traditional fiber optic cables.
are Corning RocketRibbon 1728 fiber (bottom) and 3456 fiber
(top) cables. To get an idea of these cables size, look at
this photo of a cross section of the fiber:
3456 fiber cable (R) is 32mm diameter, ~1.3 inches. The 1728
fiber cable (L) is 25mm, ~1 inch diameter.
These are cables made from conventional "hard" ribbons, not
the "flexible" ribbons used on some cable designs. As a
result of using hard ribbons, the fibers are arranged in
regular patterns to get high density.
are the tubes of ribbons from these cables. Each of those
tubes of ribbons has the equivalent of 24 ribbons of 12
fibers each (actually 8 X 12 fibers and 8 by 24 fibers
stacked up) for 288 fibers total. The 1728 fiber cable has 6
tubes and a center foam spacer, with 144 ribbons total. The
3456 fiber version has 12 tubes and no spacers, 288 fiber
What amazes us is the density of fibers.
We calculated the "fiber density" of this 3456 fiber cable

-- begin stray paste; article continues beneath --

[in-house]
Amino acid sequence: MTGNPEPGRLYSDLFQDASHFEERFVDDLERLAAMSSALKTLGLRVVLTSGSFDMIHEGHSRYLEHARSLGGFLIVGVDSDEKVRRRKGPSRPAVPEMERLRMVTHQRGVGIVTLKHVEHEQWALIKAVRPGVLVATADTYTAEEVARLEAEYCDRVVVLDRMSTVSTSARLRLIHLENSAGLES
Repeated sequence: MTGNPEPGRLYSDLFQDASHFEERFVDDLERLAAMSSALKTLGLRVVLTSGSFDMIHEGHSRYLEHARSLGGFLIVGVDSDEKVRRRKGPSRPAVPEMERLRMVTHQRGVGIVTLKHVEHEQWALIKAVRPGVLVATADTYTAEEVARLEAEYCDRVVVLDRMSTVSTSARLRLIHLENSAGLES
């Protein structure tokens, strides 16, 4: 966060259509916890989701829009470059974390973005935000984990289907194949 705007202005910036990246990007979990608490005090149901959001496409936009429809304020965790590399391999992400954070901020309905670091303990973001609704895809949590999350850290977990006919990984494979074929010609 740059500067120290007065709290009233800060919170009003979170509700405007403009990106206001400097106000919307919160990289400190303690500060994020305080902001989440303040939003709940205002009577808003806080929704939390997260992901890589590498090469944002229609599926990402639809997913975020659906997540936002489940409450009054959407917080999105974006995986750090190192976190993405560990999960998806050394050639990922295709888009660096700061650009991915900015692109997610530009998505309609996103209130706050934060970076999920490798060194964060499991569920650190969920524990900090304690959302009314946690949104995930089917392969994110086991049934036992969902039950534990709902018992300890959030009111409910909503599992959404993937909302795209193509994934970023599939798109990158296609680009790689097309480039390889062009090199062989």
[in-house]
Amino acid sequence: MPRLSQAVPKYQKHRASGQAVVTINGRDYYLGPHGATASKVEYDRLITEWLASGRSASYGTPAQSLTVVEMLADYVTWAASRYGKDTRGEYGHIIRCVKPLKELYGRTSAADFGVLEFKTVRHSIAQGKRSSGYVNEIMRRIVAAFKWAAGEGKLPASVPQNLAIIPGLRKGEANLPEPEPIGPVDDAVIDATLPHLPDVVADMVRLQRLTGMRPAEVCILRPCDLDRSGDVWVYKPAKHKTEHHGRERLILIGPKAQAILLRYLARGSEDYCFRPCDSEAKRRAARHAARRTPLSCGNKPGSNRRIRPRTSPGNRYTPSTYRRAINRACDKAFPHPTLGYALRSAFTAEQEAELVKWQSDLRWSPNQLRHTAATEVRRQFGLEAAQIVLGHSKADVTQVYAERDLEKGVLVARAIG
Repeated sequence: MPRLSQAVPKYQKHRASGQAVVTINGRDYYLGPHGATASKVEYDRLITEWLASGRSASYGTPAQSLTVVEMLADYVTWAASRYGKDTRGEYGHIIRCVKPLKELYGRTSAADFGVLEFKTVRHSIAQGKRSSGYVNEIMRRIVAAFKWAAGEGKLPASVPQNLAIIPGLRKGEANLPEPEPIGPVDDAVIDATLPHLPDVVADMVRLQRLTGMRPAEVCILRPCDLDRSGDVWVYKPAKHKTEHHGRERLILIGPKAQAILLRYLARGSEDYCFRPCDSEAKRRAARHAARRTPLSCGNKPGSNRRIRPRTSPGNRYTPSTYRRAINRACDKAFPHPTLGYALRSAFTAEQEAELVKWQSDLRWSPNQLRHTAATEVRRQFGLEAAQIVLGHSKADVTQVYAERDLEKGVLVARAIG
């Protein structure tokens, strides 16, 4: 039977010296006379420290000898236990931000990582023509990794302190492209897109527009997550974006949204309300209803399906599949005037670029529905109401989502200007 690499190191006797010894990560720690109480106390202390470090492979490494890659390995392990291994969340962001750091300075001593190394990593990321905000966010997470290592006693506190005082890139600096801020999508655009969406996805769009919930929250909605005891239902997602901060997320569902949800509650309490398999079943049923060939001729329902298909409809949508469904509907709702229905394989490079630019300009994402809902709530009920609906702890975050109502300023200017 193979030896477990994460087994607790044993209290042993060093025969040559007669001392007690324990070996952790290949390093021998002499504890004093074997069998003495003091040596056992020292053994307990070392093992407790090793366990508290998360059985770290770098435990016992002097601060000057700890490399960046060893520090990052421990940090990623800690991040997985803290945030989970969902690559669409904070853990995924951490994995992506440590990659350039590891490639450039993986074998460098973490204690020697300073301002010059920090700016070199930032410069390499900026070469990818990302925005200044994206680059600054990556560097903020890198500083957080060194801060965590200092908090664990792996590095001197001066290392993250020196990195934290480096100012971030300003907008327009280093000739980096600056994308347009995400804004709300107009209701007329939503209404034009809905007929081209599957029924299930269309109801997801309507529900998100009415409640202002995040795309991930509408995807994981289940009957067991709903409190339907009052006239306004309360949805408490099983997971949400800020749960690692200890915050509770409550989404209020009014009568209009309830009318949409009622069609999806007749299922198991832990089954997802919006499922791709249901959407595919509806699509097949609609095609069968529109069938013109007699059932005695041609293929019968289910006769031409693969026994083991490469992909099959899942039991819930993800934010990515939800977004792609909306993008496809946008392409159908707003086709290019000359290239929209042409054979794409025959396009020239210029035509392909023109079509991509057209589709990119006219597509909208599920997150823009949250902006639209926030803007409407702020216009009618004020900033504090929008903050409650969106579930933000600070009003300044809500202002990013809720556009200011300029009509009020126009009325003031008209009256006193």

based on 200 micron buffered fibers and determined that 54%
of the cable is fiber. Compare that to a typical 144 fiber
loose tube cable, which is about 14% fiber or a 144 fiber
microcable which is about 36% fiber.
Looking at the end of this cable reminded us of nothing so
much as this PR photo from AT&T from their intro of
fiber in 1976:
Not the fiber, the dense cable of copper pairs!
Of course the cable is much lighter than copper but much
heaver than you are used to with fiber - it weighs 752 kg/km
or about 1/2 pound per foot. And it's stiff. Very stiff. The
minimum bend radius is 15 times the cable diameter or 480mm
(~19 inches), about a meter or yard in diameter.
As we noted in the photo above, Ian Gordon Fudge of FIBERDK